Some of New York City's smaller theaters are making a big push to reopen, arguing that the logistics and finances allow for them to be able to open their doors even sooner than their larger counterparts on Broadway.
Theaters of all kinds have been dark in the city for months, forced to shutter by the coronavirus pandemic. The sounds of applause now a distant memory — and one that may soon be replaced by a different sound: high-tech filter systems.
Those systems, along with Merv 13 filters, have been set up at places like The Theater Center on West 50th Street and Broadway, one of the small theaters that filed a joint lawsuit against Gov. Andrew Cuomo and Mayor Bill de Blasio. The group is fighting for the right to reopen at limited capacity.
"We can function at 25 percent. Not ideal, but off-Broadway costs less than Broadway," said actress Catherine Russell. She has played the same role in the off-Broadway show "Perfect Crime" since 1987, and has never missed a performance.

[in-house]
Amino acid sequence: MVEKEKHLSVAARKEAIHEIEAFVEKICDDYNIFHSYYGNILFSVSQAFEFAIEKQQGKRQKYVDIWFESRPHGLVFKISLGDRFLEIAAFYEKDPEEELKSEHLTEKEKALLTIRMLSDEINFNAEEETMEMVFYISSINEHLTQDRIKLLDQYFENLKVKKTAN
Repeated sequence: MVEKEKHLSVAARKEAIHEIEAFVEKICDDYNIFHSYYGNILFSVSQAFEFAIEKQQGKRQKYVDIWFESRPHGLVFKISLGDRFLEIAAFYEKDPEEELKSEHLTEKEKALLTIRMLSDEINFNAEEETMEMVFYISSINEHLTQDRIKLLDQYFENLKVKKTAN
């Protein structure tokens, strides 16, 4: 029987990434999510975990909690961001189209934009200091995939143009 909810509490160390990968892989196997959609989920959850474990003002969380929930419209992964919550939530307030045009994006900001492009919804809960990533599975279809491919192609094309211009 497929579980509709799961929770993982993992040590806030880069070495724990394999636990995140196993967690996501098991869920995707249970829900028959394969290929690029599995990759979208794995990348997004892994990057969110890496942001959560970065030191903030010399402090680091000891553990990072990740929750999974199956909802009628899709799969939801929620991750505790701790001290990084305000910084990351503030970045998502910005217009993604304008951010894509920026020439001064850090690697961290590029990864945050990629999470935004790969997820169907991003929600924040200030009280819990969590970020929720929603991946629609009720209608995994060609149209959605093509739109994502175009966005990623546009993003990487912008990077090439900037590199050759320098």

But now she's playing an additional role, that of litigant on behalf of The Theater Center, where she also serves as general manager.
Eight small theaters and comedy clubs in Manhattan joined the lawsuit, arguing if places like bowling alleys, casinos and gyms can reopen, why can't they. They want an end to the executive order restricting indoor entertainment.
"I'm hoping Cuomo realizes small venues are no more dangers than other venues he's opened. In fact, they're safer," Russell said. "If I thought there was any danger opening these venues, I wouldn't do it. I don't want the public or actors to get sick."
Along with scrubbing air filters, masks would be required for all ticket holders. Seating would be limited, and the first few rows would be completely off-limits to ensure proper distancing between the audience and the cast.
The establishments argue that they're better equipped to open compared to the bigger theaters. Russell said that along with the filters that go above and beyond current COVID standards, actors performing would follow protocols while in the wings and backstage.
There was no immediate response to the lawsuit from the governor's or the mayor's offices.